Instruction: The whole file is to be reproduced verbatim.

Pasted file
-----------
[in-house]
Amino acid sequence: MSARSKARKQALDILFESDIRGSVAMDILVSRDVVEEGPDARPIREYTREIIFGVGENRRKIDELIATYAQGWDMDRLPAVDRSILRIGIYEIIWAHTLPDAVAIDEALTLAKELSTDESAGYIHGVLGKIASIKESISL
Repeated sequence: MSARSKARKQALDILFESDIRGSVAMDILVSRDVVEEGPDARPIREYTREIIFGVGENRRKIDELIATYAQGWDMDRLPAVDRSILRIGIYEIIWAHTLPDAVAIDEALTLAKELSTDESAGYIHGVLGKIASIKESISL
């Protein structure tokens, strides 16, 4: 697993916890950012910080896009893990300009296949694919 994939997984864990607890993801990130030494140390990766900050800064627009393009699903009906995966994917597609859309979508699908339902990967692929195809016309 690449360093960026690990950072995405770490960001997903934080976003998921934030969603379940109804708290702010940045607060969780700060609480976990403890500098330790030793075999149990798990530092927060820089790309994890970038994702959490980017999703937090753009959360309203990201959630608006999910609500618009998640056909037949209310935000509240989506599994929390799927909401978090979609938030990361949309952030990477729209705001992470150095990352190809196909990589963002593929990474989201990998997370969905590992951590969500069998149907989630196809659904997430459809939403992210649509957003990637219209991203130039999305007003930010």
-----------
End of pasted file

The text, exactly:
[in-house]
Amino acid sequence: MSARSKARKQALDILFESDIRGSVAMDILVSRDVVEEGPDARPIREYTREIIFGVGENRRKIDELIATYAQGWDMDRLPAVDRSILRIGIYEIIWAHTLPDAVAIDEALTLAKELSTDESAGYIHGVLGKIASIKESISL
Repeated sequence: MSARSKARKQALDILFESDIRGSVAMDILVSRDVVEEGPDARPIREYTREIIFGVGENRRKIDELIATYAQGWDMDRLPAVDRSILRIGIYEIIWAHTLPDAVAIDEALTLAKELSTDESAGYIHGVLGKIASIKESISL
């Protein structure tokens, strides 16, 4: 697993916890950012910080896009893990300009296949694919 994939997984864990607890993801990130030494140390990766900050800064627009393009699903009906995966994917597609859309979508699908339902990967692929195809016309 690449360093960026690990950072995405770490960001997903934080976003998921934030969603379940109804708290702010940045607060969780700060609480976990403890500098330790030793075999149990798990530092927060820089790309994890970038994702959490980017999703937090753009959360309203990201959630608006999910609500618009998640056909037949209310935000509240989506599994929390799927909401978090979609938030990361949309952030990477729209705001992470150095990352190809196909990589963002593929990474989201990998997370969905590992951590969500069998149907989630196809659904997430459809939403992210649509957003990637219209991203130039999305007003930010």